Carbon removal is a hot topic in sustainability, with many companies involved in direct air capture. But now, a Dublin company is turning surplus concrete into a low-cost, carbon removal tool via a process called 'enhanced weathering'.
Silicate is the first enhanced weathering company to leverage the massive carbon removal potential of surplus concrete. This is the first time concrete has ever been used in this way.
The company is the collective effort of Professor Frank McDermott, a low-temperature geochemist based at University College Dublin and the company's science lead, and founder Maurice Bryson, a Master in Carbon finance graduate with extensive farming experience in Ireland and Australia.
I spoke to Bryson to learn more.
The company's technology removes around 2 tonnes of CO2 per hectare a year. Once scaled, Silicate believes it could remove more than 100-250 megatons of CO2 per year.
What is enhanced weathering?
Weathering is the naturally occurring process of the breakdown of rocks and minerals at the Earth's surface.
Enhanced weathering means crushing calcium- and magnesium-rich rocks and minerals to give them a larger surface area before applying them to agricultural soils, where the concentration of carbon dioxide is up to 10 times higher than in the atmosphere.
Enhanced weathering materials with high concentrations of calcium or magnesium cations (Ca2+, Mg2+) have the highest carbon removal capacity.
By increasing the amount of these materials that are available to react with carbonic acid (rainfall), significant carbon removal can be achieved in decades as opposed to millennia.
Bryson explained that In the case of Silicate, the company grounds surplus concrete into fine dust and gives it to farmers to spread onto their fields, and this then removes carbon from the atmosphere.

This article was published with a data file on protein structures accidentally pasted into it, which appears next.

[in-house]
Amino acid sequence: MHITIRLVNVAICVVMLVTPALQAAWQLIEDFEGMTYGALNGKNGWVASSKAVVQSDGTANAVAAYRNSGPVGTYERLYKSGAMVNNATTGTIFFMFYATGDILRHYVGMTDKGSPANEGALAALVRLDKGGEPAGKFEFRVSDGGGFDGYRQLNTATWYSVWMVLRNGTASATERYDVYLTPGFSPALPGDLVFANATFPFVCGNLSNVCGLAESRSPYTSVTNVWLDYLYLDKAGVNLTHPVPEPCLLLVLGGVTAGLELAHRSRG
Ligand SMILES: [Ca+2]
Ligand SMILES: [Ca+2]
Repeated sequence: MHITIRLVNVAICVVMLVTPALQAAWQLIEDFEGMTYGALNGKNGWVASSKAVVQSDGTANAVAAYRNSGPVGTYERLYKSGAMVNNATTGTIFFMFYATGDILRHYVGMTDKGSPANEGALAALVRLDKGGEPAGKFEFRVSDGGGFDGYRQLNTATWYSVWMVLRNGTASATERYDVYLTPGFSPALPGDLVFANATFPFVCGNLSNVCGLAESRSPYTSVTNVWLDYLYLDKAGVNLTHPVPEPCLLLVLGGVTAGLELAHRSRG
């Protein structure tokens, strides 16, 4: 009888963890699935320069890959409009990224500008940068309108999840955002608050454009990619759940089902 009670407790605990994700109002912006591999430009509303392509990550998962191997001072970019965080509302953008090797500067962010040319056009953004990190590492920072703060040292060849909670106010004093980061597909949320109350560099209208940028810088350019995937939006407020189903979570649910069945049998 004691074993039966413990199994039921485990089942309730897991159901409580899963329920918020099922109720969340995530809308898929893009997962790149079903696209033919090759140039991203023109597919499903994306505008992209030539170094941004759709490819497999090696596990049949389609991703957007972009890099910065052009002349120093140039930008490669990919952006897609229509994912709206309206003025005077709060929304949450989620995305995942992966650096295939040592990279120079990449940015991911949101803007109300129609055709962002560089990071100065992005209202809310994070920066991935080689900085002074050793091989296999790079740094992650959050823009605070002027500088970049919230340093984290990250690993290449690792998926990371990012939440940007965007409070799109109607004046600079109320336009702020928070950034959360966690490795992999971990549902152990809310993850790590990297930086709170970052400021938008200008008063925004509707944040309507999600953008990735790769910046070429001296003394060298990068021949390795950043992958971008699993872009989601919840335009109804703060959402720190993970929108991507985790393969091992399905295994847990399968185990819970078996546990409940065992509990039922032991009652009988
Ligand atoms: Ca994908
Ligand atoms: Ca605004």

It measures the level of CO2 removed from the atmosphere and sells carbon credits of that value to private companies like Klarna and Milkywire.
"Concrete is the most abundant material on the planet, after water. Currently, about 1-4% of the 20-30 billion tonnes of concrete made each year is returned unused to where it was produced due to, among other things, over-ordering."
Giving concrete a second life offers a huge boost to farmers.
"It can improve crop productivity by optimising soil pH, enhance plants' natural resistance to herbivory through the release of bioavailable silica, and it can provide vital nutrients to the soil."
Bryson explained that the company is currently at a "pilot commercial scale and is constantly adding material to fields and measuring what happens.
"Our focus has always been the sciences, and we hope that if we nail the science, we'll be able to grow this thing for real."
The company is currently participating in the 2050 incubator, which provides valuable access to farmers, land owners, and agricultural experts in the Irish government.
Earlier this year, the company won the THRIVE Shell Climate Smart Agriculture Challenge at SXSW, receiving $100,000 in grant funding.